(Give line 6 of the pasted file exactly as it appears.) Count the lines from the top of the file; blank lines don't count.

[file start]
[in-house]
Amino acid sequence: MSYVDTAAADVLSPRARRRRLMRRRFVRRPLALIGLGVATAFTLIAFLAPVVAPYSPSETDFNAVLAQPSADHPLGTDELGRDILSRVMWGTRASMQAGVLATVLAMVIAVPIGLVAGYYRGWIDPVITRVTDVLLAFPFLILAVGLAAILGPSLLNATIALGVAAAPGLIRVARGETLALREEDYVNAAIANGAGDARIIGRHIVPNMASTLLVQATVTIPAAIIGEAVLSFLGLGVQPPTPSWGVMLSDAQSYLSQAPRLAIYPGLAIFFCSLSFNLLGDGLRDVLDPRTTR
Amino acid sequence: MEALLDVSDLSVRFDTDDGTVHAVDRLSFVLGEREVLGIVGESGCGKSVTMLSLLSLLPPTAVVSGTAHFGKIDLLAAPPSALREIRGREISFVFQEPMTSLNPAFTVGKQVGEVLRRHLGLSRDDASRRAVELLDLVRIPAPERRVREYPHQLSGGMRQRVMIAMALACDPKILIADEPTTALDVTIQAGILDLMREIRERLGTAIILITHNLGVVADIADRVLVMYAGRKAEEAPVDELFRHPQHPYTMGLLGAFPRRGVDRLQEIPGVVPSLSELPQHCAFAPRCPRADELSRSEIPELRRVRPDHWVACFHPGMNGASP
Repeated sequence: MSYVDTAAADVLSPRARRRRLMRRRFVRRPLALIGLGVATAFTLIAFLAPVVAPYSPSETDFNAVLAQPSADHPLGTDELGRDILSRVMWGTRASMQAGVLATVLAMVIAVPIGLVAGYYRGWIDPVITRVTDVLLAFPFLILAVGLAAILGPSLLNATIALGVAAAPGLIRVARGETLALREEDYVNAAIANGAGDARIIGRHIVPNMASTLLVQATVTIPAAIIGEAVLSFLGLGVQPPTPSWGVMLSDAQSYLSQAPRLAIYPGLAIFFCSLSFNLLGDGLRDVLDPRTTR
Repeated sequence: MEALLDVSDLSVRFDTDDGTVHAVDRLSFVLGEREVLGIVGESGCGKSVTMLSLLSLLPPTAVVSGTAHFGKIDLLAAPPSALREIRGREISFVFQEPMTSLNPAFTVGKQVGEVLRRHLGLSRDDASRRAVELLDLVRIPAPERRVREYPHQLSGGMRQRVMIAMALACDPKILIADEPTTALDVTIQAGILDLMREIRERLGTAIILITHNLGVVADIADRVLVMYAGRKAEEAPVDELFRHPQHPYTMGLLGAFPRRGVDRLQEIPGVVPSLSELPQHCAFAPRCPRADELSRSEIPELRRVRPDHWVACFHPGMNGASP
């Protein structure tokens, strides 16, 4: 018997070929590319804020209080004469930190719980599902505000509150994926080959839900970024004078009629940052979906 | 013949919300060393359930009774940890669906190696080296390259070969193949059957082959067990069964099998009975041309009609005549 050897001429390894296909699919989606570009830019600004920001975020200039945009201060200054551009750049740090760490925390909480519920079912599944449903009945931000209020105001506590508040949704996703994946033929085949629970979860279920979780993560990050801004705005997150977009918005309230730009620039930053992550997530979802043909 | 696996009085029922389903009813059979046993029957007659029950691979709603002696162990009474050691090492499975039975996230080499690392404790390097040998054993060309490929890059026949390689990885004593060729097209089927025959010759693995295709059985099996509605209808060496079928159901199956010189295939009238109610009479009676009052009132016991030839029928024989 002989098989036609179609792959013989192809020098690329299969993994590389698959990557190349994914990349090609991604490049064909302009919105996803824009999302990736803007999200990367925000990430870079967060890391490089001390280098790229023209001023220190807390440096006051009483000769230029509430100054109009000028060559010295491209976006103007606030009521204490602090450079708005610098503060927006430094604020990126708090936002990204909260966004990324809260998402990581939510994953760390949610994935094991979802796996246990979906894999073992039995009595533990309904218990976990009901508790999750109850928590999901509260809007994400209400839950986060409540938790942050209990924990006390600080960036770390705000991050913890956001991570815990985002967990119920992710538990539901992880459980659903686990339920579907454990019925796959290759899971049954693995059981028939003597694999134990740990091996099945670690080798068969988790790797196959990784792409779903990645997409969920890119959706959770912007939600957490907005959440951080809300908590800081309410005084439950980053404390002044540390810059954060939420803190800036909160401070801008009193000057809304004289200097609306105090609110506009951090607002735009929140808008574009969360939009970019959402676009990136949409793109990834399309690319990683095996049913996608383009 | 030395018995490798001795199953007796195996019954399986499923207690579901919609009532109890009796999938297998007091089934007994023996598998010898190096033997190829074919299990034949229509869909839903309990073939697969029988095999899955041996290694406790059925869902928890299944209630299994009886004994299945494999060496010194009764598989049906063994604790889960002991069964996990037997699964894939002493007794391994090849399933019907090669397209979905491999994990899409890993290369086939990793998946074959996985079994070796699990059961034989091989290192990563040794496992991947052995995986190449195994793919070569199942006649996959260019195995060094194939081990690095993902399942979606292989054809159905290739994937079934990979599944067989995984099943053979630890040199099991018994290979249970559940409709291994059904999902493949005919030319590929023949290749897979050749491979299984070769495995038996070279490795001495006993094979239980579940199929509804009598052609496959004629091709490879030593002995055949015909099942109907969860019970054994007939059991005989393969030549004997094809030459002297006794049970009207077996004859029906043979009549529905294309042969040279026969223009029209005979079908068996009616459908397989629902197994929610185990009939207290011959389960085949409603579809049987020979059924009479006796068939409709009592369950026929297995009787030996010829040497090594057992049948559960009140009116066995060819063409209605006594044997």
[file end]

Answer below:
């Protein structure tokens, strides 16, 4: 018997070929590319804020209080004469930190719980599902505000509150994926080959839900970024004078009629940052979906 | 013949919300060393359930009774940890669906190696080296390259070969193949059957082959067990069964099998009975041309009609005549 050897001429390894296909699919989606570009830019600004920001975020200039945009201060200054551009750049740090760490925390909480519920079912599944449903009945931000209020105001506590508040949704996703994946033929085949629970979860279920979780993560990050801004705005997150977009918005309230730009620039930053992550997530979802043909 | 696996009085029922389903009813059979046993029957007659029950691979709603002696162990009474050691090492499975039975996230080499690392404790390097040998054993060309490929890059026949390689990885004593060729097209089927025959010759693995295709059985099996509605209808060496079928159901199956010189295939009238109610009479009676009052009132016991030839029928024989 002989098989036609179609792959013989192809020098690329299969993994590389698959990557190349994914990349090609991604490049064909302009919105996803824009999302990736803007999200990367925000990430870079967060890391490089001390280098790229023209001023220190807390440096006051009483000769230029509430100054109009000028060559010295491209976006103007606030009521204490602090450079708005610098503060927006430094604020990126708090936002990204909260966004990324809260998402990581939510994953760390949610994935094991979802796996246990979906894999073992039995009595533990309904218990976990009901508790999750109850928590999901509260809007994400209400839950986060409540938790942050209990924990006390600080960036770390705000991050913890956001991570815990985002967990119920992710538990539901992880459980659903686990339920579907454990019925796959290759899971049954693995059981028939003597694999134990740990091996099945670690080798068969988790790797196959990784792409779903990645997409969920890119959706959770912007939600957490907005959440951080809300908590800081309410005084439950980053404390002044540390810059954060939420803190800036909160401070801008009193000057809304004289200097609306105090609110506009951090607002735009929140808008574009969360939009970019959402676009990136949409793109990834399309690319990683095996049913996608383009 | 030395018995490798001795199953007796195996019954399986499923207690579901919609009532109890009796999938297998007091089934007994023996598998010898190096033997190829074919299990034949229509869909839903309990073939697969029988095999899955041996290694406790059925869902928890299944209630299994009886004994299945494999060496010194009764598989049906063994604790889960002991069964996990037997699964894939002493007794391994090849399933019907090669397209979905491999994990899409890993290369086939990793998946074959996985079994070796699990059961034989091989290192990563040794496992991947052995995986190449195994793919070569199942006649996959260019195995060094194939081990690095993902399942979606292989054809159905290739994937079934990979599944067989995984099943053979630890040199099991018994290979249970559940409709291994059904999902493949005919030319590929023949290749897979050749491979299984070769495995038996070279490795001495006993094979239980579940199929509804009598052609496959004629091709490879030593002995055949015909099942109907969860019970054994007939059991005989393969030549004997094809030459002297006794049970009207077996004859029906043979009549529905294309042969040279026969223009029209005979079908068996009616459908397989629902197994929610185990009939207290011959389960085949409603579809049987020979059924009479006796068939409709009592369950026929297995009787030996010829040497090594057992049948559960009140009116066995060819063409209605006594044997």